3
100
Weighting of End-of-Semester Activities on the Final Grade
Total

ECTS / WORKLOAD TABLE

Semester Activities Number Duration (Hours) Workload
Theoretical Course Hours
(Including exam week: 16 x total hours)
16
3
48
Laboratory / Application Hours
(Including exam week: 16 x total hours)
16
Study Hours Out of Class
15
3
Field Work
Quizzes / Studio Critiques
Homework / Assignments
Presentation / Jury
Project
1
35
Seminar / Workshop
Oral Exam
Midterms
1
22
Final Exam
    Total
150

 

COURSE LEARNING OUTCOMES AND PROGRAM QUALIFICATIONS RELATIONSHIP

#
Program Competencies/Outcomes
* Contribution Level
1
2
3
4
5
1

To have adequate knowledge in Mathematics, Science, Computer Science and Software Engineering; to be able to use theoretical and applied information in these areas on complex engineering problems.

X
2

To be able to identify, define, formulate, and solve complex Software Engineering problems; to be able to select and apply proper analysis and modeling methods for this purpose.

X
3

To be able to design, implement, verify, validate, document, measure and maintain a complex software system, process, or product under realistic constraints and conditions, in such a way as to meet the requirements; ability to apply modern methods for this purpose.

X
4

To be able to devise, select, and use modern techniques and tools needed for analysis and solution of complex problems in software engineering applications; to be able to use information technologies effectively.

X
5

To be able to design and conduct experiments, gather data, analyze and interpret results for investigating complex Software Engineering problems.

X
6

To be able to work effectively in Software Engineering disciplinary and multi-disciplinary teams; to be able to work individually.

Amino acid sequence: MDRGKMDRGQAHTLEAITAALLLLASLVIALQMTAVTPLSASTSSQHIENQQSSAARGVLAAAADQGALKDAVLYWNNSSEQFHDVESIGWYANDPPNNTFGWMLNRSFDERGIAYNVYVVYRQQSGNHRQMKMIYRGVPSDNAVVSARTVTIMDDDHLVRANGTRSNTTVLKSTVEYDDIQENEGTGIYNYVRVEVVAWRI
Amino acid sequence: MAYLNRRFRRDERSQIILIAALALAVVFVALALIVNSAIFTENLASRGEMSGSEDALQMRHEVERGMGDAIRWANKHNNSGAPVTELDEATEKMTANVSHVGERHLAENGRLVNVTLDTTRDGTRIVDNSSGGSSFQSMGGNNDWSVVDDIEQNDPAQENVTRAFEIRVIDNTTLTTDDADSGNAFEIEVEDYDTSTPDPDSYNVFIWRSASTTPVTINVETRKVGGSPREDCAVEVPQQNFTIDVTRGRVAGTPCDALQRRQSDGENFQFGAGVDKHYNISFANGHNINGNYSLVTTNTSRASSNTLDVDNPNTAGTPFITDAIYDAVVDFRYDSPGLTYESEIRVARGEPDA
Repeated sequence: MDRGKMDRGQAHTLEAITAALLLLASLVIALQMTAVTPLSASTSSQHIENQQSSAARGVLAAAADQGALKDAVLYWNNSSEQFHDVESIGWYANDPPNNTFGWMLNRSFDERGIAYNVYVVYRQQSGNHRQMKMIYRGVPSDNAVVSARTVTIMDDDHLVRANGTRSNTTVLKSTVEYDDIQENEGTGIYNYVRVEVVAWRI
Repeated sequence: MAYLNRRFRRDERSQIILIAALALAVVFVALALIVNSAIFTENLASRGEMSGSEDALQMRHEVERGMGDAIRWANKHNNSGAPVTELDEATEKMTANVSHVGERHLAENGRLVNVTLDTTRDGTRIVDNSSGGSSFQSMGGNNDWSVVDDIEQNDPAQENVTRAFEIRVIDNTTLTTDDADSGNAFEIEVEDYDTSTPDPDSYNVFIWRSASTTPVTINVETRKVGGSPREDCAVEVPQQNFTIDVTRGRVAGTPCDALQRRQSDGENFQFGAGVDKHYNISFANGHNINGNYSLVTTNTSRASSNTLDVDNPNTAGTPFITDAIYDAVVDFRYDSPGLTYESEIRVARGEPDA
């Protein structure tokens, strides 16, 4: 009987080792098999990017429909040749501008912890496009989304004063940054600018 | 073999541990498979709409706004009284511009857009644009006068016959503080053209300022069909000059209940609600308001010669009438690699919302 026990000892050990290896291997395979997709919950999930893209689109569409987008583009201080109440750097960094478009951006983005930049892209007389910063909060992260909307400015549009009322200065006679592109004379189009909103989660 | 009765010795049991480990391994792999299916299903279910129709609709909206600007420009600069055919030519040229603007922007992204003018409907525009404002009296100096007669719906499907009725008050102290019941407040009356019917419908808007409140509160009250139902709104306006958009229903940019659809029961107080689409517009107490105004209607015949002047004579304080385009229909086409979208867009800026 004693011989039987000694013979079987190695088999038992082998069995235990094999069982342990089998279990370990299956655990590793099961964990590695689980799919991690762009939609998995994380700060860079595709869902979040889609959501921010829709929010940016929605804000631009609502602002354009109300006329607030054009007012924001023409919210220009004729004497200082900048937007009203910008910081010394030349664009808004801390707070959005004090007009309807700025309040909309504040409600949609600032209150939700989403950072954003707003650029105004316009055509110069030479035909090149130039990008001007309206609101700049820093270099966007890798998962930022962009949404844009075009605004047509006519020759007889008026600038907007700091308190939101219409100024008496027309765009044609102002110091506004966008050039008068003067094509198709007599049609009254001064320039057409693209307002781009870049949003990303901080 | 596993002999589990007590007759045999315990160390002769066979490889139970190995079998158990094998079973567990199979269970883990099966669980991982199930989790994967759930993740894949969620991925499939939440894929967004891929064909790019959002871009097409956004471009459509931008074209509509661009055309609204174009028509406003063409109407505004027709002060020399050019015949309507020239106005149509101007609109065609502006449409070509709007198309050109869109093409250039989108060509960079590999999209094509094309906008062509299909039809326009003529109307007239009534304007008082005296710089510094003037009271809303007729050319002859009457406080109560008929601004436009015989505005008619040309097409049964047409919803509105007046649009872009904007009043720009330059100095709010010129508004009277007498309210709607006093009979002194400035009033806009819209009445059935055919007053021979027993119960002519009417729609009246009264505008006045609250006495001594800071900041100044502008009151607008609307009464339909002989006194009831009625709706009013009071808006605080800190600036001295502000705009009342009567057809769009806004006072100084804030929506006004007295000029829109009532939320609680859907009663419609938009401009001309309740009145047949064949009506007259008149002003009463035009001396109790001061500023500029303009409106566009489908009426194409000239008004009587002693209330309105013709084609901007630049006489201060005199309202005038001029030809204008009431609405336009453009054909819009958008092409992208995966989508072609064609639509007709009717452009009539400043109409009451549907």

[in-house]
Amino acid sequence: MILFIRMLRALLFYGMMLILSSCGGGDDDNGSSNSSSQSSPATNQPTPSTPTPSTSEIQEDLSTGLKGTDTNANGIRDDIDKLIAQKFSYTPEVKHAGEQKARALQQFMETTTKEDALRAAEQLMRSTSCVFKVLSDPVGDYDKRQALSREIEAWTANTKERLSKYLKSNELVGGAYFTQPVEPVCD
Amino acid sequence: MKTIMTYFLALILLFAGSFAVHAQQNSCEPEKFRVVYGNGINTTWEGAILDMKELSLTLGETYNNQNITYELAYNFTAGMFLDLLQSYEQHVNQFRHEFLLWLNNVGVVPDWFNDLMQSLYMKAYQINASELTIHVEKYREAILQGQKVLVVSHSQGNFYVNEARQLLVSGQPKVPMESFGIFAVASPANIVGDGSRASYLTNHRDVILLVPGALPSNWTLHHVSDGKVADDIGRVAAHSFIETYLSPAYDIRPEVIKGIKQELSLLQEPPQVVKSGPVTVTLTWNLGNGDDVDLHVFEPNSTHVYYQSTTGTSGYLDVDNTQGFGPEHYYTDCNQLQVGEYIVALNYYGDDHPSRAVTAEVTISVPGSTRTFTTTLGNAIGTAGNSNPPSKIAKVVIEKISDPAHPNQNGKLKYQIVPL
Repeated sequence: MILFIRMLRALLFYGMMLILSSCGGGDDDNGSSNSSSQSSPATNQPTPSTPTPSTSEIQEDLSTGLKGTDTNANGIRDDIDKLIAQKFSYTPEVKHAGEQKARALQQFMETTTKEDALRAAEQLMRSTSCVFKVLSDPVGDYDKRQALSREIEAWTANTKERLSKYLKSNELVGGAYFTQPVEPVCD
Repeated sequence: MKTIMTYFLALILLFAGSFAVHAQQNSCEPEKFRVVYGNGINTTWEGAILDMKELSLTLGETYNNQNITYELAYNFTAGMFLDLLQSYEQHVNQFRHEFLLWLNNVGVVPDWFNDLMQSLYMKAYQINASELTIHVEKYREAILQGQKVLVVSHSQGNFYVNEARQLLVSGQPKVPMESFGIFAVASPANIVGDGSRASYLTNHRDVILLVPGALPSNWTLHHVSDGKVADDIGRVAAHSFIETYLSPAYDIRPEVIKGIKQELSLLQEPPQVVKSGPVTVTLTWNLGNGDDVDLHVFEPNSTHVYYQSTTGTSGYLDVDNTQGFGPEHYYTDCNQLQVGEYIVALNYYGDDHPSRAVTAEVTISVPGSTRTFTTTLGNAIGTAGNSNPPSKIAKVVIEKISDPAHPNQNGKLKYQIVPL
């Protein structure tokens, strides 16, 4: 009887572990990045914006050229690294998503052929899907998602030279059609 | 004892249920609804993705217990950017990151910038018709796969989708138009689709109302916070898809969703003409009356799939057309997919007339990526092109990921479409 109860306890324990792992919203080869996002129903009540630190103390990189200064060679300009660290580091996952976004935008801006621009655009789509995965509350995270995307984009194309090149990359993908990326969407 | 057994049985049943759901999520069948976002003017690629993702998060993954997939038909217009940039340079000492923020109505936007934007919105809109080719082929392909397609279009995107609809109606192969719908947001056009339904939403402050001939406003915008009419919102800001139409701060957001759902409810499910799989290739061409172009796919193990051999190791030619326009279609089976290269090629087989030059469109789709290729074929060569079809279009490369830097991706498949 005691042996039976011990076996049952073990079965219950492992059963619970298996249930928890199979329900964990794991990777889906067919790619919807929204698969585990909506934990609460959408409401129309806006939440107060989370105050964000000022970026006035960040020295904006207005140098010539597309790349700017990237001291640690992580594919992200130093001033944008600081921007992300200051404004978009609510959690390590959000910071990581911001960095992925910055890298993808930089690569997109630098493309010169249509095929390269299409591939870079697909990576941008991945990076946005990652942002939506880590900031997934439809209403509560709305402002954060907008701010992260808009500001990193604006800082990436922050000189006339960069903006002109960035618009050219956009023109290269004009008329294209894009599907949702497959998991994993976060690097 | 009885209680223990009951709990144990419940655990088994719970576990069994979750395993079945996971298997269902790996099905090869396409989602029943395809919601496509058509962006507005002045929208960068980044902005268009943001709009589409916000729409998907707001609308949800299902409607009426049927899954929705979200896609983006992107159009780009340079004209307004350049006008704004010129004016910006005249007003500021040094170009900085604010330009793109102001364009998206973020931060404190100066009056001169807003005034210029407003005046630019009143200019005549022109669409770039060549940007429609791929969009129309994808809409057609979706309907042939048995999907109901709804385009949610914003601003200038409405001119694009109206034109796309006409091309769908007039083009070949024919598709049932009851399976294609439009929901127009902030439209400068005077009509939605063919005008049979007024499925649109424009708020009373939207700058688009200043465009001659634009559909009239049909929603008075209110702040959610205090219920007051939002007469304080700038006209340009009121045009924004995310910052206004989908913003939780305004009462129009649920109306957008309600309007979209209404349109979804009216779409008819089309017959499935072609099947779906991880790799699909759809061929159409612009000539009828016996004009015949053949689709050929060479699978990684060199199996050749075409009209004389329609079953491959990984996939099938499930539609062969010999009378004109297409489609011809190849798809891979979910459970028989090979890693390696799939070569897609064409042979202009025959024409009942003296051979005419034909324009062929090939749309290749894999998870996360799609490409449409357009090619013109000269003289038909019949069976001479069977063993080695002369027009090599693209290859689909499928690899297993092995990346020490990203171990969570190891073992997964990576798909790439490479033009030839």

X
7

To be able to communicate effectively in Turkish, both orally and in writing; to be able to author and comprehend written reports, to be able to prepare design and implementation reports, to be able to present effectively, to be able to give and receive clear and comprehensible instructions.

X
8

To have knowledge about global and social impact of engineering practices and software applications on health, environment, and safety; to have knowledge about contemporary issues as they pertain to engineering; to be aware of the legal ramifications of Engineering and Software Engineering solutions.

9

To be aware of ethical behavior, professional and ethical responsibility; to have knowledge about standards utilized in engineering applications.

10

To have knowledge about industrial practices such as project management, risk management, and change management; to have awareness of entrepreneurship and innovation; to have knowledge about sustainable development.

11

To be able to collect data in the area of Software Engineering, and to be able to communicate with colleagues in a foreign language.

X
12

To be able to speak a second foreign language at a medium level of fluency efficiently.

13

To recognize the need for lifelong learning; to be able to access information, to be able to stay current with developments in science and technology; to be able to relate the knowledge accumulated throughout the human history to Software Engineering.

X

*1 Lowest, 2 Low, 3 Average, 4 High, 5 Highest